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Cooking Methods

Japanese food is all cooked on the stove-top; an oven is never used. There are five traditional cooking methods: boiling, grilling, deep-frying, steaming, and serving raw. "Serving raw" is considered a cooking method because although the food is not cooked, preparation (in terms of peeling, slicing, etc.) is still required.

The ideal Japanese meal has at least one dish cooked in each manner. Color is also a factor; there are five colors: green, yellow, red, white and black. "Black" means the dark purple of an eggplant or some kinds of cabbage. The ideal meal involves a balance of these colors, cooking methods, and a balance of the six tastes: bitter, sour, sweet, hot, salty, and mild.

In addition to the importance of setting a proper place, which is equally important in the West, the arrangement of the food on the plate itself is also important: dishes are filled to two-thirds their capacity. One reason for this is to not obscure the pattern on the surface of the dish.

Table Settings

In setting a Japanese table, the location of dishes and utensils is as important as it is in Western cuisine. The diagram below shows a general schematic for a table setting.
                     Tablesetting.jpg (70049 bytes)
This arrangement may differ slightly: for example, when noodles are served, the noodles themselves go where the soup usually goes, and the dipping sauce goes where the rice usually goes. This is because the noodles are often eaten after dipping in the sauce-that is when they are left.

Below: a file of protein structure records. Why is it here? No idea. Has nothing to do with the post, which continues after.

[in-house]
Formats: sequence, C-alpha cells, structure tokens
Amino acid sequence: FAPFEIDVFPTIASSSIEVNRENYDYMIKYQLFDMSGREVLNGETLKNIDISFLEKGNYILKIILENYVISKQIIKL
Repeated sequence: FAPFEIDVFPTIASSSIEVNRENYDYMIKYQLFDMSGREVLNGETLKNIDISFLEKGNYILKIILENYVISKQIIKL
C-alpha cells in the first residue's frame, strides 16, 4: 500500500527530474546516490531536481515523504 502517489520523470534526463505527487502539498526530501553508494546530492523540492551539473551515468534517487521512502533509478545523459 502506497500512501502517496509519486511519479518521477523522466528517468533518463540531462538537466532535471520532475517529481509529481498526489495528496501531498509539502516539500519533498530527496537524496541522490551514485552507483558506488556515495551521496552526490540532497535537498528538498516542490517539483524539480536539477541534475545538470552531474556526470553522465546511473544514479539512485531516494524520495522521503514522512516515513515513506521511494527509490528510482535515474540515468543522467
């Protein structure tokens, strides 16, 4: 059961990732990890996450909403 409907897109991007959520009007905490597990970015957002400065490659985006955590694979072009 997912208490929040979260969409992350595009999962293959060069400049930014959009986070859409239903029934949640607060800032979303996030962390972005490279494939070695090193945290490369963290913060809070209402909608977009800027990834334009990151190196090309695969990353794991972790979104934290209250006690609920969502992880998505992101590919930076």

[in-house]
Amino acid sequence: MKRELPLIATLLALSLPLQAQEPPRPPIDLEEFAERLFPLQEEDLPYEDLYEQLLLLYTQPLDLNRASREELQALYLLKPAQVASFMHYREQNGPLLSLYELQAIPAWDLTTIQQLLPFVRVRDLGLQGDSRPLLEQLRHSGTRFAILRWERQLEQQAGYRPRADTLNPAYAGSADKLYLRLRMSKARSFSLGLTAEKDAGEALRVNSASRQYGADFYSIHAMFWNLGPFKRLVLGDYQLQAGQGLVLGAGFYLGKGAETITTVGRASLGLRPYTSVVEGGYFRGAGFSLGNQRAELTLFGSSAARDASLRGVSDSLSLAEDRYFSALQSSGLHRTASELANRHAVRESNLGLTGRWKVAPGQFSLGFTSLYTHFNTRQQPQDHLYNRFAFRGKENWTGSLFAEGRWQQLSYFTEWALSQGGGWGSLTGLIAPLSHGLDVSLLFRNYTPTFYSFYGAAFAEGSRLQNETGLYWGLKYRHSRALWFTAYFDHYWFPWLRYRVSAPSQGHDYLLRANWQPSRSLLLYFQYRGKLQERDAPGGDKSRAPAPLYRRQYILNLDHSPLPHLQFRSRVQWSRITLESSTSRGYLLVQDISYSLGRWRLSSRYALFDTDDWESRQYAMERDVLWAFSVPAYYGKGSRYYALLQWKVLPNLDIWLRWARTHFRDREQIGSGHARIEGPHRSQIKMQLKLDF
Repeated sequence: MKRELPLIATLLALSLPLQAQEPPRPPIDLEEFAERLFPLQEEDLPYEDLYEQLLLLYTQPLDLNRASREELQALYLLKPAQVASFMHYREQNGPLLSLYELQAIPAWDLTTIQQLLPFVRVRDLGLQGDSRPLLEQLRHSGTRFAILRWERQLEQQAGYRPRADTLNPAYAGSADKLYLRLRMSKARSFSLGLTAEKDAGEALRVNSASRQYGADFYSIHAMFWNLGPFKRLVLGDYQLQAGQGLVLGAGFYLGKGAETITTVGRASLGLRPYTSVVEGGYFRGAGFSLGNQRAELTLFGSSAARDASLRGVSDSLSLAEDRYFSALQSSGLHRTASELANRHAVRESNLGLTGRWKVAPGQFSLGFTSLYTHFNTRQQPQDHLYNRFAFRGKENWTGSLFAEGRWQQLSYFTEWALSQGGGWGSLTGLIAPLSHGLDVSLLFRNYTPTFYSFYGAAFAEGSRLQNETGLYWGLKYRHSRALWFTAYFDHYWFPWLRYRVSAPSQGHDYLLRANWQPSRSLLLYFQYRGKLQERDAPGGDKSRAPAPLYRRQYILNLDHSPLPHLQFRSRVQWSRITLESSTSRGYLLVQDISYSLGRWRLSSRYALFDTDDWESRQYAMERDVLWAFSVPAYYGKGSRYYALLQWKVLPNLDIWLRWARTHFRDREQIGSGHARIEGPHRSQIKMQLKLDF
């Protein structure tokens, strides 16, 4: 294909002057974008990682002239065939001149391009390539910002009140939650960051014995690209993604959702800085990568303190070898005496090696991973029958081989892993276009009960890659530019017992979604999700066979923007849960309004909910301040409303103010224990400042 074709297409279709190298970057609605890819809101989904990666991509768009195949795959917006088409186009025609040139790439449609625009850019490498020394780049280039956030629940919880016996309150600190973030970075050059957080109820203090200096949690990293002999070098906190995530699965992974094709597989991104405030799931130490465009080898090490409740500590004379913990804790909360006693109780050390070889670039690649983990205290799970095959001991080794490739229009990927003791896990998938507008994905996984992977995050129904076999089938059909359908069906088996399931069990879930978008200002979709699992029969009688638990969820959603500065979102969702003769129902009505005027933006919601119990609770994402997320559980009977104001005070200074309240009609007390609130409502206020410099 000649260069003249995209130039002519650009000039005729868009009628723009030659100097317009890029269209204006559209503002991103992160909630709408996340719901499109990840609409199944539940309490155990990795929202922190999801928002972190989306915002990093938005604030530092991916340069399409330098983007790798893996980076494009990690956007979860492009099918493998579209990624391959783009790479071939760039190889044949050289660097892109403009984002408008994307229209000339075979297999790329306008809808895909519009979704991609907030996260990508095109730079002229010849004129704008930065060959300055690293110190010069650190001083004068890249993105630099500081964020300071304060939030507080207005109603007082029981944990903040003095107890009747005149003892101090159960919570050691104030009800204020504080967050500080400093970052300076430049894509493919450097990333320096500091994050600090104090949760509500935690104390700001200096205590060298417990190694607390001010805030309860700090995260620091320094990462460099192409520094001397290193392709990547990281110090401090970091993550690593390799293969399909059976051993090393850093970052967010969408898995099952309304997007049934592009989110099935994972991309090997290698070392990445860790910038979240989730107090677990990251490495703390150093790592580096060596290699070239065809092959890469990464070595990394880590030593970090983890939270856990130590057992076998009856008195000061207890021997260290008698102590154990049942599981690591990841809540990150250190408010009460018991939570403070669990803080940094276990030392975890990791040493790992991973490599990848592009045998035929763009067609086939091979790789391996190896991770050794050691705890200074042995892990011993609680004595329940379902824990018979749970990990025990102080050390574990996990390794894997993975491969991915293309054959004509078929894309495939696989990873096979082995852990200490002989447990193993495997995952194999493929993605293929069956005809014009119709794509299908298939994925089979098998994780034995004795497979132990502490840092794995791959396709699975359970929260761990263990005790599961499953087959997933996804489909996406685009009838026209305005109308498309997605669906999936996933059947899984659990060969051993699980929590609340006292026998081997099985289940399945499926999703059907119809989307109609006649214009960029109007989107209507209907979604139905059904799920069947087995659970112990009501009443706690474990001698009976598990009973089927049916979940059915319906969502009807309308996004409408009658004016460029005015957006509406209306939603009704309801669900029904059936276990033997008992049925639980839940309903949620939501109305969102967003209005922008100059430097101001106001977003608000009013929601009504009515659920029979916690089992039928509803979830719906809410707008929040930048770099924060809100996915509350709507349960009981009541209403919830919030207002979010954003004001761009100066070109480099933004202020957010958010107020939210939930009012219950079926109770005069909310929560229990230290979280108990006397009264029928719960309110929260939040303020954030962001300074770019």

The principle difference between the Japanese arrangement and the western arrangement is that in the American arrangement, the meat is always placed directly in front of the eater; in Japan, the meat is placed off to the right. Another difference is that chopsticks are placed directly in front of the eater, instead of off to the side like silverware in the western tradition.

The examples below show some sample table settings that vary from season to season. Usually, the pattern of the dishes is changed according to the season-for example, maple leaf-pattern for the fall, plum blossom-pattern for spring-as well as the type of food served.
                               formal banquet setting.jpg (169085 bytes) formal banquet setting
 tempura tray.jpg (61176 bytes)

tempura tray

noodle tray

                     doll festival tray.jpg (84522 bytes)

girls' day doll festival tray

 

Additional Resources on Japanese Table Settings & Etiquette

Eric’s Chopsticks Gallery - Chopsticks rests
http://www.ichizen.com/chopsticks/chopsticks_rests.htm

Chopstick etiquette
http://gojapan.about.com/travel/gojapan/library/special/blchopsticks.htm

Japanese Manners & Etiquette
http://gojapan.about.com/travel/gojapan/gi/dynamic/offsite.htm?site=http%3A%2F%2Fhomepages.go.com%2F%7Emaizuru%2FFAQ-Manners.html

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